Well, you can take it this way:
If then it must be that both and
Also, note that the XOR function is its own inverse. That is,
Moreover, if then you can left-multiply by as follows:
(associativity of XOR)
.
Hence, you must have
its an extremely long cryptography equation for encoding messages, i've been working on it for the last two hours, and everytime i come to a conclusion close to this:
(C⊞K)⊕(V⊞K) = 0
i know both C and V, now i need to know K, what can i do? i don't really know how to interact with the XOR and the addition mod togather
ok how about this:
i didnt really think enough about the 0, and i see where your going at, i should have mentioned earlier that this is the equation:
P = (C⊟K )⊕(V⊟K )
⊟ : Modular Subtraction
⊕ : XOR
the right hand side was quite long but i can simplify it to a 64 bit block P, now i need to tell K (which is the key)
i am not really certain the the distributive property works here, and that is precisely the problem, i have nothing to work on here ... how about this:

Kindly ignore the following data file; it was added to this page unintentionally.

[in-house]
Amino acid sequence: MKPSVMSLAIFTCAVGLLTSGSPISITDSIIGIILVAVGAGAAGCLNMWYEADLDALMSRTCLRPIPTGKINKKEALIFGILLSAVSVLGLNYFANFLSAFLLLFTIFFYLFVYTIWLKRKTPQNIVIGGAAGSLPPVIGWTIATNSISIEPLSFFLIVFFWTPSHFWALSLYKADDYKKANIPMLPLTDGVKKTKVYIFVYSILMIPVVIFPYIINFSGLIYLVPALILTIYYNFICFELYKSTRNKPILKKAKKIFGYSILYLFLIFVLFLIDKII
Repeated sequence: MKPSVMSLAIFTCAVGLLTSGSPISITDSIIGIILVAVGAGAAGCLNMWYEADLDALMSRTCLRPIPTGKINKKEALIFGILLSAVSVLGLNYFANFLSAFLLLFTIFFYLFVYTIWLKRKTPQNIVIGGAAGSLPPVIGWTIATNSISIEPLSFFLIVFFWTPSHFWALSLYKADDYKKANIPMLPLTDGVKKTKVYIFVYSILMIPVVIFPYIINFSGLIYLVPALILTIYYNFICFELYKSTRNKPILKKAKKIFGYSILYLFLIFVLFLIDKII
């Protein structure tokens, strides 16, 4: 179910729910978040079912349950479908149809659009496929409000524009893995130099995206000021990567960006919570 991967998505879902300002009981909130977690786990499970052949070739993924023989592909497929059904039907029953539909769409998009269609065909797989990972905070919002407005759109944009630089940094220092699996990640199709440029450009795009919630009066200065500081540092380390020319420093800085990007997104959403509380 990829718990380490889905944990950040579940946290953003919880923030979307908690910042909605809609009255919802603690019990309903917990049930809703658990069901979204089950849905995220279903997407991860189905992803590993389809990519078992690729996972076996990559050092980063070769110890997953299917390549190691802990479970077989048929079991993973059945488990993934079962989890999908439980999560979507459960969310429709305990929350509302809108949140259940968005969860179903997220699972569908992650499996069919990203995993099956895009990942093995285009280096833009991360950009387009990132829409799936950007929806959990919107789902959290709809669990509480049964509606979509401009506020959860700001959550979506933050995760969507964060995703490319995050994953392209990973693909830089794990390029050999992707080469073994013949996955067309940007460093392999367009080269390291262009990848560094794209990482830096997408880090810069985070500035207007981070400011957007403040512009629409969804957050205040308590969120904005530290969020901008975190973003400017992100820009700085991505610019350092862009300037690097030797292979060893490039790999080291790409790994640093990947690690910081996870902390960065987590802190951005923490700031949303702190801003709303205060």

given these two equations, do you think there is a different approach to solve for X,Y:
X=(V⊟Y)⊕P
X=(D⊟Y)⊕P
again, all data here are 64 bit data, ⊕ is bitwise XOR, and ⊟ is subtraction mod 2^64
Interesting discussion on this thread, and I certainly don't claim to be an expert on any of this, but I see a problem that I'll explain by example.
Consider 6-bit data, where our operations are mod 2^6.
Let C = 101010
Let V = 011110
Now consider K1 = 001000 and K2 = 000010
So
A1 = C - K1 = 100010
B1 = V - K1 = 010110
P1 = A1 XOR B1 = 110100
A2 = C - K2 = 101000
B2 = V - K2 = 011100
P2 = A2 XOR B2 = 110100
So as you can see two different values of K yielded the same P. From this I am led to believe that we cannot determine K in general without guesswork.
Didn't see this until after I made my post. Very flattered but I think guru is too strong of a word in my case!